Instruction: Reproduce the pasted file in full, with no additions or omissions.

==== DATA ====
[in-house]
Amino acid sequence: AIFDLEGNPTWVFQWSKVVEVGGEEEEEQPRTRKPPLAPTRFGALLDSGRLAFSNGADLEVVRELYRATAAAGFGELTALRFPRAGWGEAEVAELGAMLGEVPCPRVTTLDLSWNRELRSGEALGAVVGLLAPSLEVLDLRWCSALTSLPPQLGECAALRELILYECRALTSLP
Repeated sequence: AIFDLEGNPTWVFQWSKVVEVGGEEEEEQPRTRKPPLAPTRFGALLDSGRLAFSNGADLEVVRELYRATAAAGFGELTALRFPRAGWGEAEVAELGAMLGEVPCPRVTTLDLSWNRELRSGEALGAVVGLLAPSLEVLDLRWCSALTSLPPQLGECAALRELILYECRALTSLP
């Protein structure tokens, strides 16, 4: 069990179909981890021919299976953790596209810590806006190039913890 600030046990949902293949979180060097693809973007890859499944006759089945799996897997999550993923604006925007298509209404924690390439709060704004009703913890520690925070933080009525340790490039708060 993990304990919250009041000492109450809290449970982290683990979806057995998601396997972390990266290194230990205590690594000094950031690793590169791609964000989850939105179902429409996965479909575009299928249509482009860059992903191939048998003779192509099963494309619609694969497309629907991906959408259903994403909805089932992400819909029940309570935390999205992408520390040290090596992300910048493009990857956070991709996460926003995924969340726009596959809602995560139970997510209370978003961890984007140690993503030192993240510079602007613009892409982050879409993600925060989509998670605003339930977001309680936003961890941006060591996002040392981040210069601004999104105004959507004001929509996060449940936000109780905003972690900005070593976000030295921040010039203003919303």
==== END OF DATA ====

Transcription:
[in-house]
Amino acid sequence: AIFDLEGNPTWVFQWSKVVEVGGEEEEEQPRTRKPPLAPTRFGALLDSGRLAFSNGADLEVVRELYRATAAAGFGELTALRFPRAGWGEAEVAELGAMLGEVPCPRVTTLDLSWNRELRSGEALGAVVGLLAPSLEVLDLRWCSALTSLPPQLGECAALRELILYECRALTSLP
Repeated sequence: AIFDLEGNPTWVFQWSKVVEVGGEEEEEQPRTRKPPLAPTRFGALLDSGRLAFSNGADLEVVRELYRATAAAGFGELTALRFPRAGWGEAEVAELGAMLGEVPCPRVTTLDLSWNRELRSGEALGAVVGLLAPSLEVLDLRWCSALTSLPPQLGECAALRELILYECRALTSLP
């Protein structure tokens, strides 16, 4: 069990179909981890021919299976953790596209810590806006190039913890 600030046990949902293949979180060097693809973007890859499944006759089945799996897997999550993923604006925007298509209404924690390439709060704004009703913890520690925070933080009525340790490039708060 993990304990919250009041000492109450809290449970982290683990979806057995998601396997972390990266290194230990205590690594000094950031690793590169791609964000989850939105179902429409996965479909575009299928249509482009860059992903191939048998003779192509099963494309619609694969497309629907991906959408259903994403909805089932992400819909029940309570935390999205992408520390040290090596992300910048493009990857956070991709996460926003995924969340726009596959809602995560139970997510209370978003961890984007140690993503030192993240510079602007613009892409982050879409993600925060989509998670605003339930977001309680936003961890941006060591996002040392981040210069601004999104105004959507004001929509996060449940936000109780905003972690900005070593976000030295921040010039203003919303």